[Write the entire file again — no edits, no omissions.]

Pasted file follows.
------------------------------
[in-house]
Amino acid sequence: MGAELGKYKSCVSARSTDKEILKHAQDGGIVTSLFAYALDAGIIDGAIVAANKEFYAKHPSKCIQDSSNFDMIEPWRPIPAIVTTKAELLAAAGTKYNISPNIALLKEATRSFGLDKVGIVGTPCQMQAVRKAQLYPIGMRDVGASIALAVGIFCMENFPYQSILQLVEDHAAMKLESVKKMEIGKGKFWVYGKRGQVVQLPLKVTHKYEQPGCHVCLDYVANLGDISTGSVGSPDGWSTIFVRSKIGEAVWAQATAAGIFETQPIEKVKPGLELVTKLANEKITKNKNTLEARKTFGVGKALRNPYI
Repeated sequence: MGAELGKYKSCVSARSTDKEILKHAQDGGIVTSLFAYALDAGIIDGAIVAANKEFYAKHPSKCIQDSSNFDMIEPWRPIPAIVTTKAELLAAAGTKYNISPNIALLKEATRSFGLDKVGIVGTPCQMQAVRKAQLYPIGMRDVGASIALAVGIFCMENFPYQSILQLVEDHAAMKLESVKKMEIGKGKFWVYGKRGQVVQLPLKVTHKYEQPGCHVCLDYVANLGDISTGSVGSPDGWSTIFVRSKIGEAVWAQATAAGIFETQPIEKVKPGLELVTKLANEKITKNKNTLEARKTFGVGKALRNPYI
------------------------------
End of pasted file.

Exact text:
[in-house]
Amino acid sequence: MGAELGKYKSCVSARSTDKEILKHAQDGGIVTSLFAYALDAGIIDGAIVAANKEFYAKHPSKCIQDSSNFDMIEPWRPIPAIVTTKAELLAAAGTKYNISPNIALLKEATRSFGLDKVGIVGTPCQMQAVRKAQLYPIGMRDVGASIALAVGIFCMENFPYQSILQLVEDHAAMKLESVKKMEIGKGKFWVYGKRGQVVQLPLKVTHKYEQPGCHVCLDYVANLGDISTGSVGSPDGWSTIFVRSKIGEAVWAQATAAGIFETQPIEKVKPGLELVTKLANEKITKNKNTLEARKTFGVGKALRNPYI
Repeated sequence: MGAELGKYKSCVSARSTDKEILKHAQDGGIVTSLFAYALDAGIIDGAIVAANKEFYAKHPSKCIQDSSNFDMIEPWRPIPAIVTTKAELLAAAGTKYNISPNIALLKEATRSFGLDKVGIVGTPCQMQAVRKAQLYPIGMRDVGASIALAVGIFCMENFPYQSILQLVEDHAAMKLESVKKMEIGKGKFWVYGKRGQVVQLPLKVTHKYEQPGCHVCLDYVANLGDISTGSVGSPDGWSTIFVRSKIGEAVWAQATAAGIFETQPIEKVKPGLELVTKLANEKITKNKNTLEARKTFGVGKALRNPYI